By Andru McCracken
A company co-founded by former McBride Secondary School student Adam Miron is now worth more than a billion dollars and a new book ‘Billion Dollar Start-Up’ tells the story.
HEXO Corp is a packaged-goods cannabis company serving the global market. It’s one of the largest licensed cannabis companies in Canada, with 2 million square feet of facilities in Ontario and Quebec. It also has a foothold in Greece to establish a Eurozone processing, production and distribution centre.
Miron went to school in McBride from Grade 7 to 11 and during that time he helped the family business, AAA Miron Computer Services, bring internet to Valemount and McBride two decades ago. A new book, written by the cofounders of the company and author Julie Buen, gives an account of Miron’s experiences with marijuana in McBride.
“The tale herein is about how two eager 29-year-old brothers-in-law and friends, Adam Miron and Sebastien St-Louis, grabbed hold of a bold moment in Canadian history and, with just $35,000 in credit, turned their basement start up into a billion-dollar corporation.”
He remembers as a 10 year old in Two Hills, Alberta preparing his bike for the season on a cold spring morning. He and his dad adjusted the seat, and oiled the chain. While they worked, his dad asked questions that got him thinking.
“Do you think everyone knows how to do this?” his dad asked. “Do you think everybody has the tools? Do you think people would pay a couple bucks for you to do this?”
His dad let the ideas sink in.
“Wait a minute, what if we did this? We could make money,” Adam recalls saying.
They printed out flyers on a dot matrix printer and delivered them around his school.
“That morning, Dad woke me up early, we went outside and opened the garage door, I wasn’t sure if anybody would show up. They did. I made 100 bucks that day and it cemented my entrepreneurial side.”
In McBride he was a part of AAA Miron Computer Services in the back of McBride Realty Office.
The family serviced and sold computers, including the first few computers for the McBride Hospital and provided dial-up internet to hundreds of clients.
Influences from home
“Mr. Jones was one of my favorite teachers. And I always wanted one of his paintings. Last summer we were visiting and I wanted to stop into McBride to go see if we could pick up one of Mr. Jones Paintings.”
Miron emailed Jones, teasing him. “I have the two paintings we did together,” he said, a reference for Jones’ penchant for helping his students complete their works of art. “Now I can finally afford one of yours.”
He didn’t hear back.
He called the Whistlestop Gallery to see if they had any pieces. They just had one left.
At the gallery he learned that Trevor Jones had passed.
“There is no way I’m leaving without that,” he said. “I have it hanging in my house today; it’s one of my favourite pieces.”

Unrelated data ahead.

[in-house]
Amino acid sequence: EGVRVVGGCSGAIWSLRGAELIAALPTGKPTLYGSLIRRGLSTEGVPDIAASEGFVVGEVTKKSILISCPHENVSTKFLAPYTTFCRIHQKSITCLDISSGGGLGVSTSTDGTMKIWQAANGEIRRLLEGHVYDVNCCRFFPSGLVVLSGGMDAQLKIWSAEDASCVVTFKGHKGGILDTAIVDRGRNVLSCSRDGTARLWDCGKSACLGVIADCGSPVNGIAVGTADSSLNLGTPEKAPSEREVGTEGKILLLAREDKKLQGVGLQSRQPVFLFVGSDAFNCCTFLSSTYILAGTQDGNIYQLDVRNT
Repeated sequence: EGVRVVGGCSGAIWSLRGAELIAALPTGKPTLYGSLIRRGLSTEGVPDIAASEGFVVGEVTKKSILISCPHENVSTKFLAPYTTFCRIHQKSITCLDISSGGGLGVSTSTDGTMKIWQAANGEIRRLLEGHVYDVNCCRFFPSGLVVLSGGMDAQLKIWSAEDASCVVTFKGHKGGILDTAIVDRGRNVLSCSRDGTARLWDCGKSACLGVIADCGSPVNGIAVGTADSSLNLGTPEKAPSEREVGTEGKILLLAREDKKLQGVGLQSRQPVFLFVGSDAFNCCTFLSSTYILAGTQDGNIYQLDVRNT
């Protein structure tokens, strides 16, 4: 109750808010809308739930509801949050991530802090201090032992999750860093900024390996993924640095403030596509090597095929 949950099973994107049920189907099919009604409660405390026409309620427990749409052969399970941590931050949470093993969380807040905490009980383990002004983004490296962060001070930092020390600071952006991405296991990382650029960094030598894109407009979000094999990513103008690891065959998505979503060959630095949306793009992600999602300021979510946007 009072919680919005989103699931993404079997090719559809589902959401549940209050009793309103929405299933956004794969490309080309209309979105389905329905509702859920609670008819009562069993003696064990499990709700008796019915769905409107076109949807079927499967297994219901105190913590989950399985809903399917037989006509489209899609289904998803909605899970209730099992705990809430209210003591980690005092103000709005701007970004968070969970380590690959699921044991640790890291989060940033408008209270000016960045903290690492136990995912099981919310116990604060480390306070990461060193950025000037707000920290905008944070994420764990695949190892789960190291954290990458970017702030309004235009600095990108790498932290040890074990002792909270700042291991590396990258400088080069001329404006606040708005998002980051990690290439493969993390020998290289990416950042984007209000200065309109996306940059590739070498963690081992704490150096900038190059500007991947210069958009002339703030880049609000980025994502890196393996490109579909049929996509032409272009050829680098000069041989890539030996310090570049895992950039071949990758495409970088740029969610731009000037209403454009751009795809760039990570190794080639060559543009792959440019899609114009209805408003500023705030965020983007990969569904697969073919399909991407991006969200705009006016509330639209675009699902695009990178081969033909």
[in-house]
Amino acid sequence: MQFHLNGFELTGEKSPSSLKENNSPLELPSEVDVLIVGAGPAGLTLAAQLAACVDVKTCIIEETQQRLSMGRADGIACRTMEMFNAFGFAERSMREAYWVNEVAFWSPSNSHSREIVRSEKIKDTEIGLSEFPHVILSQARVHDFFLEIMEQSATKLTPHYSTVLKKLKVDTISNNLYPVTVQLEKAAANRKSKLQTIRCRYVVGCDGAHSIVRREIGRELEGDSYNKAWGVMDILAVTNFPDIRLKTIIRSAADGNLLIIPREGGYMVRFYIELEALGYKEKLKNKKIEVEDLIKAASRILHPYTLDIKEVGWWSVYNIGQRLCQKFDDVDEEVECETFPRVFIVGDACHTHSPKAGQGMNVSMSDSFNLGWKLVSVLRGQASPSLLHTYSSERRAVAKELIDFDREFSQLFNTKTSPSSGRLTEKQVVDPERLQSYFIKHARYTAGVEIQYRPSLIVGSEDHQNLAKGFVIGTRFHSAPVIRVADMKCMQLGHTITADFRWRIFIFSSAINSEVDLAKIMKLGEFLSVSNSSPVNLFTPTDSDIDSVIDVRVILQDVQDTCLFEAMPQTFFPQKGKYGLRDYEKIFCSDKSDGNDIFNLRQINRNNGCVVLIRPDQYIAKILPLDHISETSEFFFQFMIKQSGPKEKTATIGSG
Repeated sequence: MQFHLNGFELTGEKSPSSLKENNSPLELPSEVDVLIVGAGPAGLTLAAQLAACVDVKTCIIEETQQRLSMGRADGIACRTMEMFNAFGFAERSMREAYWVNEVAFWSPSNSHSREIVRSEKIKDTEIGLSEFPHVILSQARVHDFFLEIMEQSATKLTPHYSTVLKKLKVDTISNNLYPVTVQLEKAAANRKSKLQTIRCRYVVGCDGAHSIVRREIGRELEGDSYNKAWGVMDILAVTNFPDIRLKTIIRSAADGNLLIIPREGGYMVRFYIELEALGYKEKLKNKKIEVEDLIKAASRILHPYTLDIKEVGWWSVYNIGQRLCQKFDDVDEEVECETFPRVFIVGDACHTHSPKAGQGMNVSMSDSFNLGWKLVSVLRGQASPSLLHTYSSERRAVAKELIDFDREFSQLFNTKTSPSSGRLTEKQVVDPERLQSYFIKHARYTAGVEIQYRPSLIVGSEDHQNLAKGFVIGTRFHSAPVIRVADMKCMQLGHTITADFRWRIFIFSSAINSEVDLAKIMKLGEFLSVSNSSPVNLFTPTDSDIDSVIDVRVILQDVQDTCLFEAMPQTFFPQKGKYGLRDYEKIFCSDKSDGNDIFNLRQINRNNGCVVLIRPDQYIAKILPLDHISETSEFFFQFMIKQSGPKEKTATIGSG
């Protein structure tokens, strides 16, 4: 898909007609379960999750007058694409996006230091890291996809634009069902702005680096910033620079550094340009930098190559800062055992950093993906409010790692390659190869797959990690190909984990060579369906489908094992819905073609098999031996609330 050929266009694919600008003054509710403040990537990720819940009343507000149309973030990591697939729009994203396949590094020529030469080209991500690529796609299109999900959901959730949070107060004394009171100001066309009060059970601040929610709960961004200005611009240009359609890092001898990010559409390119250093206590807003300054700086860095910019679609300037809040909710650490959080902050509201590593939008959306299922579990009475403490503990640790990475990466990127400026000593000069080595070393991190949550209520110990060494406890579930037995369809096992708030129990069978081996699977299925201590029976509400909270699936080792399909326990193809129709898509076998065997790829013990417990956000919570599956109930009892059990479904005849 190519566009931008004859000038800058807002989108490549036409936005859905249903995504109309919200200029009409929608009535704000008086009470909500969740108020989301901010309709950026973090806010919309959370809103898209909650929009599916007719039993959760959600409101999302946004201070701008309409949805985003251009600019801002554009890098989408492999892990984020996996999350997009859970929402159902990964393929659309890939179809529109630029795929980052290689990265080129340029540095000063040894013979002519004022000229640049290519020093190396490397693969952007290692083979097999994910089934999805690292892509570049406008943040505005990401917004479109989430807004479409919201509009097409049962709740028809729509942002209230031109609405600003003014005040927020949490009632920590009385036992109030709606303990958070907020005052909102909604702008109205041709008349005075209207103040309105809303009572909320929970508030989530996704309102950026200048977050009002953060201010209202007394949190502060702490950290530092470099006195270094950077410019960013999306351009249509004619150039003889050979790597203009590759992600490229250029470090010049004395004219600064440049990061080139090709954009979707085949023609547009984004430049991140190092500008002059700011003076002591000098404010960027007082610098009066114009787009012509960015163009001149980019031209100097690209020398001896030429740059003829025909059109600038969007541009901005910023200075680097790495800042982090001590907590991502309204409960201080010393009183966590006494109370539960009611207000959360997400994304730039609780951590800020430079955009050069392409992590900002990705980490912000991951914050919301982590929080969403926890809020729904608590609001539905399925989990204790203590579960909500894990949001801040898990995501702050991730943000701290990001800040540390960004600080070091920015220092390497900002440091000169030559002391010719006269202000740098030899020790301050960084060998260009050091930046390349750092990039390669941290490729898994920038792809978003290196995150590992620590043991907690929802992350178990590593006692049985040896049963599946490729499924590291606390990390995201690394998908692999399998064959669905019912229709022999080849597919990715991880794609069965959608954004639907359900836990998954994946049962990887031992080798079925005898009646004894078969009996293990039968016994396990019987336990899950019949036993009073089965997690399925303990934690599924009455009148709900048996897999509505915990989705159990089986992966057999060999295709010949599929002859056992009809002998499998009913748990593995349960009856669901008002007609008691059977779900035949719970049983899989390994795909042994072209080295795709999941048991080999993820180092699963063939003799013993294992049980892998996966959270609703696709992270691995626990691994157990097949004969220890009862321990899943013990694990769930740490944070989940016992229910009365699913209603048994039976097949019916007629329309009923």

Miron said that in a town where only the outstanding students went on to university and the rest picked up a tool belt and went to work, his art teacher opened another door.
“Mr Jones filled an important gap making creativity okay. I always felt this creative outlet wasn’t encouraged by the masses. Mr. Jones was there to make it okay, encourage it and foster it. It made a lot of the ways I feel and think okay.”
Miron said he’s not an artist as such, but the brands, how the businesses look and feel to consumers is important to him.
His advice to the students in McBride is simple.
“Focus, work hard, but allow yourself to be creative,” he said.
Essential qualities for an entrepreneur
Miron’s place is on the frontier, whether it is the internet, medical marijuana, or cryptocurrency. He’s the chairman of the board for a cryptocurrency company in Ottawa called for a company called Brane Capital. They work to secure people’s cryptocurrency. Not the most exciting aspect of cryptocurrency, he admits, but it answers an important question in a market that is set to grow.
He believes it was his mother’s steady support that brought him so much success. Her steady mantra filled him with confidence: “Adam, it doesn’t matter what you do, you’ll be the best.”
Miron said that is the key when working in new uncertain industries.
“When you embark on a future emerging industry, there isn’t a path. It hasn’t been proven. I have an overwhelming sense of confidence. Bigger than it should have been, but it has allowed me to be a risk-taking entrepreneur.”
You can too
“The reality is, you don’t have to be a fortune teller to know that Crypto will be a major part of the GDP (gross domestic product),” said Miron.
He quotes a report from the World Economic Forum that forecast that 10% of global gross domestic product is likely to be stored on the blockchain by 2027.
Miron said he spent a lot of time convincing investors that cannabis was going to be mainstream one day.
“Most Canadians didn’t know there was a legal medical program,” he said,. His insight was that medical cannabis was legal and that recreational cannabis would be soon. While cannabis isn’t quite mainstream yet, he maintains it’s getting closer.
Now he’s trying to tell people about the potential of cryptocurrency, a message he doesn’t mind sharing with entrepreneurial-minded teenagers in McBride.
“If you want a real skill set, if you want to make an investment of your time and you don’t have cash. Take some of your time and learn how to code smart contracts.”
As always, Miron’s money is where his mouth is. His seven year old daughter is going to coding classes three days a week.
“I fundamentally believe that the influence and change to society that the blockchain will have is just as great as electricity has changed our world today from 100 years ago.”
On being a billionaire
Miron said there is a big difference between starting a billionaire company and being a billionaire.
“I am not a billionaire,” he said, with a quick proviso. “At least not yet.”